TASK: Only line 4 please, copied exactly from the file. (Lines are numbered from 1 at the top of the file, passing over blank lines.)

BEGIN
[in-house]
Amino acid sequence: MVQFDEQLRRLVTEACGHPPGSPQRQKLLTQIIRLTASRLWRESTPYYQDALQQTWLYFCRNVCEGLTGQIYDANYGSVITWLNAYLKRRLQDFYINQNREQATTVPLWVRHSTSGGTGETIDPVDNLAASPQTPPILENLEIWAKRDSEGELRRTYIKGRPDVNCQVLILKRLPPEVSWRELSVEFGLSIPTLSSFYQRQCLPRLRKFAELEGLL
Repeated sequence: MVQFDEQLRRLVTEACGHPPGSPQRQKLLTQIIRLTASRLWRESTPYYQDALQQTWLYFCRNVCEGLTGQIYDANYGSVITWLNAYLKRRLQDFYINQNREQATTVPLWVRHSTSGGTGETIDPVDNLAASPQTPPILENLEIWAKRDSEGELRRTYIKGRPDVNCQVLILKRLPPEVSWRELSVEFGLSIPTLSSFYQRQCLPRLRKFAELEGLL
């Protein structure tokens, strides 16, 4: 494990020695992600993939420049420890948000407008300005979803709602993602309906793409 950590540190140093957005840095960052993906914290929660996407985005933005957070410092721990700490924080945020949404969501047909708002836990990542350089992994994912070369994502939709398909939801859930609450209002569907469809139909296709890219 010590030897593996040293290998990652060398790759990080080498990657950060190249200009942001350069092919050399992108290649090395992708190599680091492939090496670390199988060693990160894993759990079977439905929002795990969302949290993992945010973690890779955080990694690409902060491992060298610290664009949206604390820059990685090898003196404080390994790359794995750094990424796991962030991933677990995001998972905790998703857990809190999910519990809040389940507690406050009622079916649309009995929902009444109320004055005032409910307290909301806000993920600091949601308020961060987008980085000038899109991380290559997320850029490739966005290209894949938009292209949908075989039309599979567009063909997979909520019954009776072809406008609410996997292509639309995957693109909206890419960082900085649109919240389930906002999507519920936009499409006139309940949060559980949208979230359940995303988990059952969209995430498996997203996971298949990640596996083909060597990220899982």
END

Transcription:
């Protein structure tokens, strides 16, 4: 494990020695992600993939420049420890948000407008300005979803709602993602309906793409 950590540190140093957005840095960052993906914290929660996407985005933005957070410092721990700490924080945020949404969501047909708002836990990542350089992994994912070369994502939709398909939801859930609450209002569907469809139909296709890219 010590030897593996040293290998990652060398790759990080080498990657950060190249200009942001350069092919050399992108290649090395992708190599680091492939090496670390199988060693990160894993759990079977439905929002795990969302949290993992945010973690890779955080990694690409902060491992060298610290664009949206604390820059990685090898003196404080390994790359794995750094990424796991962030991933677990995001998972905790998703857990809190999910519990809040389940507690406050009622079916649309009995929902009444109320004055005032409910307290909301806000993920600091949601308020961060987008980085000038899109991380290559997320850029490739966005290209894949938009292209949908075989039309599979567009063909997979909520019954009776072809406008609410996997292509639309995957693109909206890419960082900085649109919240389930906002999507519920936009499409006139309940949060559980949208979230359940995303988990059952969209995430498996997203996971298949990640596996083909060597990220899982």